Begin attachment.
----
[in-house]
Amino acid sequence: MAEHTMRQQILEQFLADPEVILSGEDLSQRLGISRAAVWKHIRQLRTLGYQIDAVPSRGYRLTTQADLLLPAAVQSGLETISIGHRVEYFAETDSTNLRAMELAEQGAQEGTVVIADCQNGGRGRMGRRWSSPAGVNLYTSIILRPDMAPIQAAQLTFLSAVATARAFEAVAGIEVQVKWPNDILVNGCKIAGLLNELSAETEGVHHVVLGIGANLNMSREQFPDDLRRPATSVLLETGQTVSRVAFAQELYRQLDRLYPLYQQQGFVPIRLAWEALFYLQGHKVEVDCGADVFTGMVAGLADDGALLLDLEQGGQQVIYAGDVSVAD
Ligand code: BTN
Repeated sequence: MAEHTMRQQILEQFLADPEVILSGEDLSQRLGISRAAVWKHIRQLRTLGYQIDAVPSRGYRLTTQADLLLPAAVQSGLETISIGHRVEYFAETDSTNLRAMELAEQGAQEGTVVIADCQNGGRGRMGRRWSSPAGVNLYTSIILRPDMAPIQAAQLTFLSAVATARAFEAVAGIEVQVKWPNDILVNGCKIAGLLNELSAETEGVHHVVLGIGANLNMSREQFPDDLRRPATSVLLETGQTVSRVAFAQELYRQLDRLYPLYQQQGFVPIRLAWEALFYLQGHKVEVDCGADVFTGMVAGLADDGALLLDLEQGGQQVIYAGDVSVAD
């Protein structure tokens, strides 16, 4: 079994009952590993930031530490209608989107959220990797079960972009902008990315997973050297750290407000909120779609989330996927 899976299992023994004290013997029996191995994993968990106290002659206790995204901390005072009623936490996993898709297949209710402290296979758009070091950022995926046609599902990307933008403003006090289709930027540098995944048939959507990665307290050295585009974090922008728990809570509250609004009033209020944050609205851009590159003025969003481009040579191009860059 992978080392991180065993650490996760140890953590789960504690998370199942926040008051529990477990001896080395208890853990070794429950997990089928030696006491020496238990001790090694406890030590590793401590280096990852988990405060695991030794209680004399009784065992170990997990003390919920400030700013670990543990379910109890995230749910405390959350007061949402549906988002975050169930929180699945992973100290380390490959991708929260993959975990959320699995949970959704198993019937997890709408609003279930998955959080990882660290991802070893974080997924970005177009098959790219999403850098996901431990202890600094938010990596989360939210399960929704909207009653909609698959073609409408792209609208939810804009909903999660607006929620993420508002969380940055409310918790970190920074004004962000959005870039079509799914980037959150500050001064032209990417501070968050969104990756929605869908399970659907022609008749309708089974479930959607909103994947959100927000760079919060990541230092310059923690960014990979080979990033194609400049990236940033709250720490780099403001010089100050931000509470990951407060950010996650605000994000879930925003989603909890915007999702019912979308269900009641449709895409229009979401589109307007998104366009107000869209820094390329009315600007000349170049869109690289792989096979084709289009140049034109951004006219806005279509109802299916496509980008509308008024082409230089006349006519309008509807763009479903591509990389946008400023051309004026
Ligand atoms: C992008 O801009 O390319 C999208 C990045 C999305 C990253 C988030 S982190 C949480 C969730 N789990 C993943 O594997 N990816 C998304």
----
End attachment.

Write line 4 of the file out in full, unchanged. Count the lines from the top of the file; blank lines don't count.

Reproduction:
Repeated sequence: MAEHTMRQQILEQFLADPEVILSGEDLSQRLGISRAAVWKHIRQLRTLGYQIDAVPSRGYRLTTQADLLLPAAVQSGLETISIGHRVEYFAETDSTNLRAMELAEQGAQEGTVVIADCQNGGRGRMGRRWSSPAGVNLYTSIILRPDMAPIQAAQLTFLSAVATARAFEAVAGIEVQVKWPNDILVNGCKIAGLLNELSAETEGVHHVVLGIGANLNMSREQFPDDLRRPATSVLLETGQTVSRVAFAQELYRQLDRLYPLYQQQGFVPIRLAWEALFYLQGHKVEVDCGADVFTGMVAGLADDGALLLDLEQGGQQVIYAGDVSVAD